The ability of grassroots movements to mobilize and sustain protests created an unexpected opening for political transition in Sudan and Algeria in the course of 2019. In each case, the acquiescence, if not active collusion, of the armed forces in the ouster of the long-term president they had previously supported reinforced hopes for a new era of pluralist, democratic politics. Exploitation of the coronavirus pandemic during 2020 to entrench authoritarian rule has already tempered such expectations—as it has in many other Arab and non-Arab states—while the intensification of geopolitical rivalries from the Horn of Africa to the Western Sahara has revived the salience of North African militaries. The initial promise of meaningful political change has receded in Algeria, and may yet do the same in Sudan, potentially putting both on the trajectory of Egypt since its 2013 coup d’état and Libya since the start of its civil war in 2014.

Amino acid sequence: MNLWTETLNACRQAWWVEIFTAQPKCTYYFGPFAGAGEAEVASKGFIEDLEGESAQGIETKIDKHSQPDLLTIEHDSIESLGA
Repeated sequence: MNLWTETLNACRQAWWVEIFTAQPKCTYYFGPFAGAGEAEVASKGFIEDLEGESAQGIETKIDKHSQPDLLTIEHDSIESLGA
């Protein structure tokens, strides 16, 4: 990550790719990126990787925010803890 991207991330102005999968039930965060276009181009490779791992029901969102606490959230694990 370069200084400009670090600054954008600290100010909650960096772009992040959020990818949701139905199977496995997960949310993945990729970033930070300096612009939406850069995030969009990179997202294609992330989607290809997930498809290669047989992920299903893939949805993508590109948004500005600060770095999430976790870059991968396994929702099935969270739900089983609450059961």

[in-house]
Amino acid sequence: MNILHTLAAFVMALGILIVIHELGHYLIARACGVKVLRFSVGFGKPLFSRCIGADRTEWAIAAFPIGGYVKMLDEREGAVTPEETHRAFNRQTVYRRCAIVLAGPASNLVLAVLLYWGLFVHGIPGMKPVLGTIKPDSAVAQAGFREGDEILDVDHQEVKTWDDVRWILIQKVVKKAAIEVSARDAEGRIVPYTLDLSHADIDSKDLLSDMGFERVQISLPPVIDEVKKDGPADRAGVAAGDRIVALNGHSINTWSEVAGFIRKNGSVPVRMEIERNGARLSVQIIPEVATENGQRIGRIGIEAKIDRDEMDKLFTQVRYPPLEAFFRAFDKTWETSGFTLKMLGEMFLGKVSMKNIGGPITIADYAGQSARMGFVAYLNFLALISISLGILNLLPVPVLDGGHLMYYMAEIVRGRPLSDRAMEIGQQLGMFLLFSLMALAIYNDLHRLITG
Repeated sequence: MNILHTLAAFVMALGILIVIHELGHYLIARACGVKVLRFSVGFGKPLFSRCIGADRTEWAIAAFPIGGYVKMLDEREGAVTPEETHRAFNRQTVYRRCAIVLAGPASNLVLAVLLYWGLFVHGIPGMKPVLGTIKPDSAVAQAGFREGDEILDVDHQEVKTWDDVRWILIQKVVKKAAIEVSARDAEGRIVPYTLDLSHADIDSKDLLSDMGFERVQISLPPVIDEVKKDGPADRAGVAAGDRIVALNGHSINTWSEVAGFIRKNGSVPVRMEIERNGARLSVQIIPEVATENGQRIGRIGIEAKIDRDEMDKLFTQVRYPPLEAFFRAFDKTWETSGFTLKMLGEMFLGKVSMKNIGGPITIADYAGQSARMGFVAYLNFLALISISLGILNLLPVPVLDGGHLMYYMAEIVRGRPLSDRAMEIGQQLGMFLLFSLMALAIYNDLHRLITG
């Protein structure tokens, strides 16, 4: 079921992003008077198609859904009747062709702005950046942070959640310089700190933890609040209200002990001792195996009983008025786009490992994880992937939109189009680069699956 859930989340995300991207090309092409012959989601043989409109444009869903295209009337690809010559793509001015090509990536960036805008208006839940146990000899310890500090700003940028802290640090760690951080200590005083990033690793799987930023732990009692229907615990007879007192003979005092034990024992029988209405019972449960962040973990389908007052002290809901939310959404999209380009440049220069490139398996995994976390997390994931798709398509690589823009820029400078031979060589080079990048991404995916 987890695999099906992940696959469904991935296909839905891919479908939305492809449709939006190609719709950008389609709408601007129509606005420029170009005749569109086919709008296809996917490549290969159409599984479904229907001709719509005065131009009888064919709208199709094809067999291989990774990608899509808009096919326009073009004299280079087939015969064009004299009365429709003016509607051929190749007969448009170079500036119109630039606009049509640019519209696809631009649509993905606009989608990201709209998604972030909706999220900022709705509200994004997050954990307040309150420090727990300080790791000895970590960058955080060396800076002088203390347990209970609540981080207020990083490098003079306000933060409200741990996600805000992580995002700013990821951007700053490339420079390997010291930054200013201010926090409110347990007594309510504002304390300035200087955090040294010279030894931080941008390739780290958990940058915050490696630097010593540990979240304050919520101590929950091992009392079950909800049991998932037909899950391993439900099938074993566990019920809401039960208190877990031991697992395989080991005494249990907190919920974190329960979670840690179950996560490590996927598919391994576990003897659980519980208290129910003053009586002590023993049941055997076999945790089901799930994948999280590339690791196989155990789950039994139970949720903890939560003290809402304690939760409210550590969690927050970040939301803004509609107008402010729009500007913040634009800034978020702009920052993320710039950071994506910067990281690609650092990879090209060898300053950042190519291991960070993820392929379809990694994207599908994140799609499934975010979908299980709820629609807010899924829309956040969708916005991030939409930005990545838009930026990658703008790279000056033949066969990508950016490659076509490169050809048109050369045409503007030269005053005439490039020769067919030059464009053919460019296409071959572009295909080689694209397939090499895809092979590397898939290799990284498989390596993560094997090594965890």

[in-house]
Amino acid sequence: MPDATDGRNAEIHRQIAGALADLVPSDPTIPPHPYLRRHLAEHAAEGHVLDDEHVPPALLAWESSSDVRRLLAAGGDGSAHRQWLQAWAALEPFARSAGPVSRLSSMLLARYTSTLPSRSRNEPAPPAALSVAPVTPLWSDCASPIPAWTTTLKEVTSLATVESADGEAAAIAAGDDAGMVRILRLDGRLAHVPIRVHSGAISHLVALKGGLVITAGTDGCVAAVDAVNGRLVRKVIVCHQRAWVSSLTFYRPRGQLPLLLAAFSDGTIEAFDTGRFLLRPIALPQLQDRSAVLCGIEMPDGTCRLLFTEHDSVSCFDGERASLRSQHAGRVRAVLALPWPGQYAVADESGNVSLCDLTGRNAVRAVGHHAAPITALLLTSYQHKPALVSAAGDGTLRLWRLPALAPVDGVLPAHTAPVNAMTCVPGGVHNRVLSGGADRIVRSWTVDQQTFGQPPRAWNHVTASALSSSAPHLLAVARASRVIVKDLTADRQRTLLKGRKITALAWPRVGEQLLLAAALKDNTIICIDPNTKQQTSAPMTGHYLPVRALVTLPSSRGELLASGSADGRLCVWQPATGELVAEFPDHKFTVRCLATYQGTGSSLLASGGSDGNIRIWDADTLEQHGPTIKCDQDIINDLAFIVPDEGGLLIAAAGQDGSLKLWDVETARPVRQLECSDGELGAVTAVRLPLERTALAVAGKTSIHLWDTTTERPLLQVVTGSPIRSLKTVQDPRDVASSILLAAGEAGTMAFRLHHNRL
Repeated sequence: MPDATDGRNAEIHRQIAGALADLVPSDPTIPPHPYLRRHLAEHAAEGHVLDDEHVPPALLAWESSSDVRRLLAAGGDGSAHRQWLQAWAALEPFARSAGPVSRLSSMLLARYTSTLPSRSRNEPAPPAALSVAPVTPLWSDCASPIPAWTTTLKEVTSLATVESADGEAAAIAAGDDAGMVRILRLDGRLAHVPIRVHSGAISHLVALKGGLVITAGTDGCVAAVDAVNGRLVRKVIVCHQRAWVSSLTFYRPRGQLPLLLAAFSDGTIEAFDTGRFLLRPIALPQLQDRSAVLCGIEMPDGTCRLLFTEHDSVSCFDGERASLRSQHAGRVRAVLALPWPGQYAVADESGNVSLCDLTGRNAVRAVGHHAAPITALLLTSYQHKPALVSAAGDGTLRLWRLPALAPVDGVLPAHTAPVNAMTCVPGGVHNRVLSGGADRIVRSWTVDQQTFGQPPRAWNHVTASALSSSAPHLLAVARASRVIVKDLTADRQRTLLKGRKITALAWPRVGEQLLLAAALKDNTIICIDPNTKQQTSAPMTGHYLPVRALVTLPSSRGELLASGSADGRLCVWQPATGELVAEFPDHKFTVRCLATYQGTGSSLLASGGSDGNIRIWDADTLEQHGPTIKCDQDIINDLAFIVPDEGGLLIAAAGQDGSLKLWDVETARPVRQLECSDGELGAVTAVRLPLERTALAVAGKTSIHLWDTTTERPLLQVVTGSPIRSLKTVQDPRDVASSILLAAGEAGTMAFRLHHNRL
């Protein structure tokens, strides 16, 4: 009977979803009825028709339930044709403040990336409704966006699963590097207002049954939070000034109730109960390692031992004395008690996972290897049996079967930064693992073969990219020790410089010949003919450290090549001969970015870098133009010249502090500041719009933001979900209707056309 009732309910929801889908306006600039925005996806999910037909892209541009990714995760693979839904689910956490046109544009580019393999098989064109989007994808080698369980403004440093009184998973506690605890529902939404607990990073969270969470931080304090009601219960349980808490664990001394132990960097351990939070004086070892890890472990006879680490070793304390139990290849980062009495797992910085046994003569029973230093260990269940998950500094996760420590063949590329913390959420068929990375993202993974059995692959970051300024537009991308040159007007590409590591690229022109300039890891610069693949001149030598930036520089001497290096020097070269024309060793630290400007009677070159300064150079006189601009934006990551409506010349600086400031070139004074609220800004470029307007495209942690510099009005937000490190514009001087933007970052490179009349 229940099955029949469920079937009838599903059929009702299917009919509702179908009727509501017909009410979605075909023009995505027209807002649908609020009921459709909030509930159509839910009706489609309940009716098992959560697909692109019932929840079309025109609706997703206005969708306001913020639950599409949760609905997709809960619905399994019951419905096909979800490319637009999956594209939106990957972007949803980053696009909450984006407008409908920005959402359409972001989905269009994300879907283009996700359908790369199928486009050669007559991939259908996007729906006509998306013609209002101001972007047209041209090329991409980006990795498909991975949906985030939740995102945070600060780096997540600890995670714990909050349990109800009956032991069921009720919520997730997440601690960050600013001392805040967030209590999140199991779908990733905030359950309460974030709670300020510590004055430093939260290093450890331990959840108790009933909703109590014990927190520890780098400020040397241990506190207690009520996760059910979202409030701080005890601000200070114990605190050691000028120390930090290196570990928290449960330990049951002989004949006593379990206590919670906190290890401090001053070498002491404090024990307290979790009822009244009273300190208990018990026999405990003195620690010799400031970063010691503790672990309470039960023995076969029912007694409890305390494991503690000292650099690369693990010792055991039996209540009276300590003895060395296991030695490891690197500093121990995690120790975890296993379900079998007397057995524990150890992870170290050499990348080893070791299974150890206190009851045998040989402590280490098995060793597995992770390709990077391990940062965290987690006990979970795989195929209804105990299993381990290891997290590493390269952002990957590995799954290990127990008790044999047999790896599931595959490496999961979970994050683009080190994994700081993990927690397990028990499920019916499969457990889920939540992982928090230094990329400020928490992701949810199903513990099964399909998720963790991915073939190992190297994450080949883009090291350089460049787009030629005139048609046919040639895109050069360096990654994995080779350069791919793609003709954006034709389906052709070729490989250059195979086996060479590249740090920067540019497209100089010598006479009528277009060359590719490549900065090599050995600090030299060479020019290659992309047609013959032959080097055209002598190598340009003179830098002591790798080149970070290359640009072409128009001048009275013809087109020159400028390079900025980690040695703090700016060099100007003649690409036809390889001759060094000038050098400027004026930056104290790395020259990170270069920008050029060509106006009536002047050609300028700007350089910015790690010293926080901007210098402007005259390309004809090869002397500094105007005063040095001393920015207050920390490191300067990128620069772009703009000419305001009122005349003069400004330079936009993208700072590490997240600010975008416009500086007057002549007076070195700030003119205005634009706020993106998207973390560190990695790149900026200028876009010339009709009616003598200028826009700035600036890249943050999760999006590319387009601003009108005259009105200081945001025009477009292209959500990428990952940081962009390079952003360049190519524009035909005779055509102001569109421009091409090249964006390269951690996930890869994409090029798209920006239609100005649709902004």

How realistic was it in the first place to expect the Sudanese and Algerian armed forces to allow genuine political pluralism, commit irrevocably to the peaceful transfer of power following routine elections, or to obey civilian governments? The history of civil-military relations in these two countries—as in Egypt and Libya, which underwent political transitions in 2011 that were later thwarted—suggests rather that their armed forces would strive at virtually any cost to retain their powerful political position in state institutions and national life, and that they will continue to do so. The retreat of Sudanese and Algerian armed forces in 2019 may have been no more than tactical.